Is GTA 5 highlighting gamers' hypocrisy, or should we always have a moral choice?

One GR editor ponders GTA V's moral dilemmas... or lack of them

WARNING! SPOILER AND MATURE CONTENT ALERT! If you haven't played a large portion of GTA 5 or GTA 4, you might want to do so before reading this article, unless you want a couple of key scenes spoiled for you. It also discusses adult themes so probably shouldn't be read by children. You have been warned.

The little ‘tooth’ icon is still firmly set in the centre of the screen because I haven’t circled the right analog stick. I haven’t even gripped the tooth with the pliers because I don’t want to. The man’s clearly had enough. And he’s asking me not to hurt his teeth because they are ‘perfect’. He's right, too. So I hold R2 alone to merely grip the tooth, in vain hope that he’ll crack and talk. He doesn’t. And the game waits. There’s nothing left to do. If I want to continue playing GTA 5, I *have* to extract a man’s tooth while he’s bound to a chair. And my mind is telling me: ‘This isn’t right’. Strongly.

Now, I’m not here to preach about violence in games. There is something deeply programmed into the human psyche that reacts to the sight of blood and violence. It’s undoubtedly a remnant of our instinctive, primal behaviour from a time before society as we know it, where the body would react to witnessing blood or violence with a surge of adrenaline, ready for fight or flight. Adrenaline is the body’s natural drug and yes, dammit, it makes you feel alive. I can appreciate that.

I can also appreciate the reason consenting adults are allowed to have access to 18-rated games and films so they can be safely exposed to such imagery within the comfort of their own home. You don’t have to go and defend a cave from a bear just to feel the rush. You can just turn on TV instead. But the reason such imagery is restricted to over-18s is because adults are meant to be able to distinguish the difference between right and wrong.

So, accordingly, let’s rewind a few minutes to the action preceding this torture scene. I’m deep in sandbox GTA 5 gameplay and feeling ‘a bit naughty’. I’m running over pedestrians, flinging myself at people sat on benches and pulling people out of their shiny new cars because I want to drive instead. There is a moral twang in my head when I do these things. I can hear my parents in my mind, saying ‘well, that’s not very nice’, even though they’re miles away. It’s just how I was raised. But I know it’s not real and I know not to do it in real life, so I’m reasonably comfortable. And it is fun to sticky-bomb a virtual cop car. It just is. But then I get to that scene.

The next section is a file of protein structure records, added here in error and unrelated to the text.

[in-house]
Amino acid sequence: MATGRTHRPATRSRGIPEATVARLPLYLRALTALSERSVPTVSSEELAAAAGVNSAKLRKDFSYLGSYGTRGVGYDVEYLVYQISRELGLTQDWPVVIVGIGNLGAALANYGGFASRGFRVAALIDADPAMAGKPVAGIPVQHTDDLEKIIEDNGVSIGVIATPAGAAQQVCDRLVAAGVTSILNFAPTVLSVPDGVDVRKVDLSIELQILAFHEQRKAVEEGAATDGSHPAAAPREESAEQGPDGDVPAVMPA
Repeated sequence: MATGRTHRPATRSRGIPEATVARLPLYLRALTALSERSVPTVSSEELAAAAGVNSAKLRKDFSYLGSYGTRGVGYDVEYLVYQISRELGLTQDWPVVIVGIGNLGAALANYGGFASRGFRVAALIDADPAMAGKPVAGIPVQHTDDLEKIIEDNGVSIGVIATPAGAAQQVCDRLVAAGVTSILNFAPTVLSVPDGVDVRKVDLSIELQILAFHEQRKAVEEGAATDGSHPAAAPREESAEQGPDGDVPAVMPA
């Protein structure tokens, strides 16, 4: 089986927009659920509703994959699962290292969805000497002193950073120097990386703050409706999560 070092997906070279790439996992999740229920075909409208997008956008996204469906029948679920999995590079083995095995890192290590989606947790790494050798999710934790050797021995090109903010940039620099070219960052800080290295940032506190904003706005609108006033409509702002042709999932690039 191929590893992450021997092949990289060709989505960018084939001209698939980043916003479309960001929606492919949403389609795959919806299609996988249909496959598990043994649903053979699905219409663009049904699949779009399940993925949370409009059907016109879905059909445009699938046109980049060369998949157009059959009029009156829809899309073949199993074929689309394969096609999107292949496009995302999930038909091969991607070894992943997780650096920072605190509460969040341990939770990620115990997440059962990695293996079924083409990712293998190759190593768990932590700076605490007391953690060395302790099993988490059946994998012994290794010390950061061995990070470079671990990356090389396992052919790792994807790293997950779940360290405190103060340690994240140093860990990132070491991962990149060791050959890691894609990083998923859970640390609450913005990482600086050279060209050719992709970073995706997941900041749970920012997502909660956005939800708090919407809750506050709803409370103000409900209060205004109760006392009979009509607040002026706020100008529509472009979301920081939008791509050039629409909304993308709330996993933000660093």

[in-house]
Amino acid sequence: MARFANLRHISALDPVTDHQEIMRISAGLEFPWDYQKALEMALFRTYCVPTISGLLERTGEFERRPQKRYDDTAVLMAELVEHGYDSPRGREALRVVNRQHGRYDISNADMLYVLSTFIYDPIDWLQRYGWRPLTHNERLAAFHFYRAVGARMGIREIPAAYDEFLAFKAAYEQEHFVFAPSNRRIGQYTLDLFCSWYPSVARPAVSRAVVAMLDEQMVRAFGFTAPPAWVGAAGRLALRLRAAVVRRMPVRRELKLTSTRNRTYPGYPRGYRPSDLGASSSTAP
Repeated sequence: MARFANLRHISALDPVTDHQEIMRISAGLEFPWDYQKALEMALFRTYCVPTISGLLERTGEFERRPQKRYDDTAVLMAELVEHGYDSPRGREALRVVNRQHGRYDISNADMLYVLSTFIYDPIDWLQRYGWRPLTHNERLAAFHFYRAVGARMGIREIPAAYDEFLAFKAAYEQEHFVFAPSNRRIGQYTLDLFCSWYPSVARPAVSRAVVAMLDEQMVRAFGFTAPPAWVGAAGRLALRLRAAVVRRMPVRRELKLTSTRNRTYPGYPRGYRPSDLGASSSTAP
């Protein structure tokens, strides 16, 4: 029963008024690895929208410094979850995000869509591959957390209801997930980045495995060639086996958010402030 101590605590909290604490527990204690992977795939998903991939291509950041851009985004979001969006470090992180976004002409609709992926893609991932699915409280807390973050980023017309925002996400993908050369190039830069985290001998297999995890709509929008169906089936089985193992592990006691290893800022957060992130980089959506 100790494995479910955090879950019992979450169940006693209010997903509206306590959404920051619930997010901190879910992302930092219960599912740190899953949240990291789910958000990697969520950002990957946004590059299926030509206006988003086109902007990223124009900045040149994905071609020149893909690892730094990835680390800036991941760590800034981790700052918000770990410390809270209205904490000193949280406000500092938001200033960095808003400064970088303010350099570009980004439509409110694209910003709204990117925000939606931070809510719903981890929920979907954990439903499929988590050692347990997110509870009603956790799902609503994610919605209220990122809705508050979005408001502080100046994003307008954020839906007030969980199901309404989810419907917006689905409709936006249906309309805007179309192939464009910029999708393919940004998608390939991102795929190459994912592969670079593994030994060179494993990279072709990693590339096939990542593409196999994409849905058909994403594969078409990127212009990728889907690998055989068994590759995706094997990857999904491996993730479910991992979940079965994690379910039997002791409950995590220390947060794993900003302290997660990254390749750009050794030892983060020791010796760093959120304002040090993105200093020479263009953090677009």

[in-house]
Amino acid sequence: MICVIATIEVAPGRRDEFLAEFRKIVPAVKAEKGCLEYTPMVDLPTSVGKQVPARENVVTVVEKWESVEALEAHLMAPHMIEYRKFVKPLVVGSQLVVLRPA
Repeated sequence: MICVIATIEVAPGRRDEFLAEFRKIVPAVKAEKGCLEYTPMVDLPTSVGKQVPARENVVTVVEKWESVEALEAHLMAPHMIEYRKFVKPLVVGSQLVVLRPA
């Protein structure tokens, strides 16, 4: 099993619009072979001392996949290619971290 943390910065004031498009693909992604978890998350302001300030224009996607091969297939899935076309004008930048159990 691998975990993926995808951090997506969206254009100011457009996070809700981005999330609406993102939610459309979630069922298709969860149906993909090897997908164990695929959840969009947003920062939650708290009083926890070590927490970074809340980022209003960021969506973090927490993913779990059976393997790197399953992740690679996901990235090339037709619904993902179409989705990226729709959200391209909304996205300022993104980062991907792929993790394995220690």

Now, if you were to freeze the action after the torture scene and examine the physiological damage done to the guy in the chair compared to what I’ve been doing to everyone else in the game, it’s probably going to be comparatively tame. Sure, he’s lost a tooth and sustained some bruising and minor burns, but that’s nothing compared to the poor pedestrian that I crushed between a bus and a wall, whose misery was compounded by a falling lamp post. And all because I was seeing how fast I could drive a car without working front wheels. My bad.

What’s the difference? Why does one seem acceptable to me and the other doesn’t? There is undoubtedly the extra clout added by characterisation-- the man in the chair has a voice and he’s pleading with Trevor to stop. The guy seems likeable. By comparison, the woman outside the restaurant has never had a chance to become more to me than a collection of polygons and ragdoll physics. But I knew what I was doing when I held down the accelerator and could have stopped at any time. The key here is choice.